Adam Rittenberg: FFX, I buy into matchups more than curses. Although Kinnick Stadium has been a really tough place for Penn State to play in recent years, how many times did the Lions have the better team in that game? They certainly did in 2008, when they came to Kinnick with national title hopes, but I'd say Iowa had the better team in 2010, 2003 and 2001. Penn State seems to match up pretty well with Iowa this season, especially with a healthier roster. While you can say Northwestern has beaten several seemingly superior Iowa teams, the gap between the squads hasn't been that wide in years like 2005, 2008 and 2010. It definitely gives Iowa confidence that it won last year against Northwestern, just like it gives Penn State a little bit of confidence against Iowa, but it still comes down to matchups. My concern for Iowa is that the offense needs to start getting better in a hurry. Both Penn State and Northwestern have better offenses than the Hawkeyes right now.

Eric from Wheaton, Minn., writes: Adam, a life-long Gopher fan here. Thanks for your guys' work on the blog. I know you and Bennett are not fans of removing North Carolina from Gophers schedule. But, I feel it is a necessary step until we have depth and are much more competitive in the B1G Ten. Like Coach Kill, says, it is all about B1G Ten Conference wins. With that said, are you more upset with the payout to get out of series ($800,000)? Or lowering the level of competition in the non-conference schedule?

Adam Rittenberg: Definitely more upset with lowering the competition level than the buyout, Eric. North Carolina isn't Alabama, USC or even Clemson, and I don't see the downside to facing one major-conference foe every September to prepare your team for eight major-conference foes from the Big Ten. In some ways, I had more of an issue with the non-league schedules in 2015 and 2016 than dropping North Carolina the next two years. The "building a program" line can fly in Year 1, Year 2 and maybe Year 3, but it won't and shouldn't by 2016. You shouldn't be aiming for 6-win seasons by Year 6, and that's the message these types of schedules send. Also, Minnesota should want to schedule some attractive games for its fans at TCF Bank Stadium. Yes, I know fans want to see a winner first and foremost, but how many people are excited about South Dakota State in 2015? Or New Mexico State and Indiana State in 2016? My real concern is Minnesota won't be adequately prepared for the Big Ten, and it'll show in those first few league games.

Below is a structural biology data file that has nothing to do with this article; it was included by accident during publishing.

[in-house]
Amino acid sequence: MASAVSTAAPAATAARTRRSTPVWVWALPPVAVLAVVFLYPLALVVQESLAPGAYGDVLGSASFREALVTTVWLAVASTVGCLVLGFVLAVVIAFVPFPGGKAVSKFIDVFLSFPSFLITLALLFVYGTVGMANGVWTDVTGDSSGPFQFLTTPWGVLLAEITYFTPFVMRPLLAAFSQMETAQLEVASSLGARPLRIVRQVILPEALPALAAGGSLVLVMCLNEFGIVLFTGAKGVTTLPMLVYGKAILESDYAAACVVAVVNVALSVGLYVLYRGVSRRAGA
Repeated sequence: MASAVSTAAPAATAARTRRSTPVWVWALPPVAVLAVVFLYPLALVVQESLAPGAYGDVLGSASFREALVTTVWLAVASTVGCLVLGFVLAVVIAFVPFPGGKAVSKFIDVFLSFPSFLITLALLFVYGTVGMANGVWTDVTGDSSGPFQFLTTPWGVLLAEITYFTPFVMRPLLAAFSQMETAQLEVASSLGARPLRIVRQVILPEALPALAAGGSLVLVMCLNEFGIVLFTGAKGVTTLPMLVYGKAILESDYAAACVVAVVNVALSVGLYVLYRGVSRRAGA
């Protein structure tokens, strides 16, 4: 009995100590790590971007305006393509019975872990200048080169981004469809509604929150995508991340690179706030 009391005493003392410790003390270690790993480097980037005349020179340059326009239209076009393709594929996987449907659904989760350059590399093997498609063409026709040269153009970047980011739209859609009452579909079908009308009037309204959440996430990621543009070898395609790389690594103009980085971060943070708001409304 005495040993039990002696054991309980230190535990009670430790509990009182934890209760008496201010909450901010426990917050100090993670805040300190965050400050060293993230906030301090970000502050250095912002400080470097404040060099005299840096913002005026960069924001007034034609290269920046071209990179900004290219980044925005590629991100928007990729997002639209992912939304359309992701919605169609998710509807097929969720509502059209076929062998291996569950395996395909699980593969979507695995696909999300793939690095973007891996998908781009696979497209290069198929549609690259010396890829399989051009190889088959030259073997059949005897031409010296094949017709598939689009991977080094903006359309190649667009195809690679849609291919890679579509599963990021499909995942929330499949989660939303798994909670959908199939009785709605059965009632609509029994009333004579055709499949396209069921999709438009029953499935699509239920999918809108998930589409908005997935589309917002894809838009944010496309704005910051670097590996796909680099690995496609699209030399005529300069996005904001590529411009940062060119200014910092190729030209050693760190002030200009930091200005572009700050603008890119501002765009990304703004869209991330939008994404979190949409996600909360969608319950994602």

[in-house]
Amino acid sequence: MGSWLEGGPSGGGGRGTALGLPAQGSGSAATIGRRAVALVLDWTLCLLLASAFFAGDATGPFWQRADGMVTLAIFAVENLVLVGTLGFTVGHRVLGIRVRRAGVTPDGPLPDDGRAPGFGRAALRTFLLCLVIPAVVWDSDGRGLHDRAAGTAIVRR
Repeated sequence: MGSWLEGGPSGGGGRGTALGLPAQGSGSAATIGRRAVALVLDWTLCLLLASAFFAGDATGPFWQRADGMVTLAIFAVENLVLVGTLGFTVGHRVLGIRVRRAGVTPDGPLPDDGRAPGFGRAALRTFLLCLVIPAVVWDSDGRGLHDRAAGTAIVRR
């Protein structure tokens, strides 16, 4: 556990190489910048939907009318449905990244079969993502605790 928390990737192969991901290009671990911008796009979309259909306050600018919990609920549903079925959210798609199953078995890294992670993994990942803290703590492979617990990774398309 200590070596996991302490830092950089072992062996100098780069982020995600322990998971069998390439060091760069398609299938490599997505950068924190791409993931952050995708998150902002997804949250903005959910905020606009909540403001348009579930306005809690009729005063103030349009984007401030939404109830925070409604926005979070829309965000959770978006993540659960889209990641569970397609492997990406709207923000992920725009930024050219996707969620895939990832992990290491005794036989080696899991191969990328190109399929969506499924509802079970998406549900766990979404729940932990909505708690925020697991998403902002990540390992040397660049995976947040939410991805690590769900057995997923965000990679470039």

Josh from Gillette, Wyo., writes: Adam, The B1G has been the subject of much scrutiny this season. I understand that it has been a "down" year. But I'm very optimistic for the future. Urban Meyer and Ohio State, will almost always be a top team in the country for the foreseeable future. Michigan seems to be climbing back to power. And Nebraska will retain a powerful offense (and hopefully regain their defensive edge). Perhaps what is most exciting is the potential ta`lent of the league from top to bottom. Am I being overly optimistic in saying that the B1G could make an appearance in the final BCS championship before the playoff era?

Adam Rittenberg: Josh, while I think things will get better soon, you're being a bit too sunny about the Big Ten. Where are the quarterbacks? Where are the elite receivers? Where are the elite safeties? You have two programs -- Ohio State and Michigan -- recruiting at a nationally elite level. The SEC has about seven. If the Big Ten gets in the BCS title game in 2013, Ohio State is undoubtedly the best bet to get there. The Buckeyes will have a full season under Meyer -- and another full offseason -- and should have some of their defensive issues ironed out. Michigan's roster probably won't be national title-worthy until 2014, but the Wolverines are getting closer. Nebraska isn't in the discussion at this point. Too many bad games in the spotlight for Bo Pelini's crew. One team I wouldn't dismiss is Wisconsin, which has competed at the national level recently and, according to coach Bret Bielema, could have its best team in a while in 2013.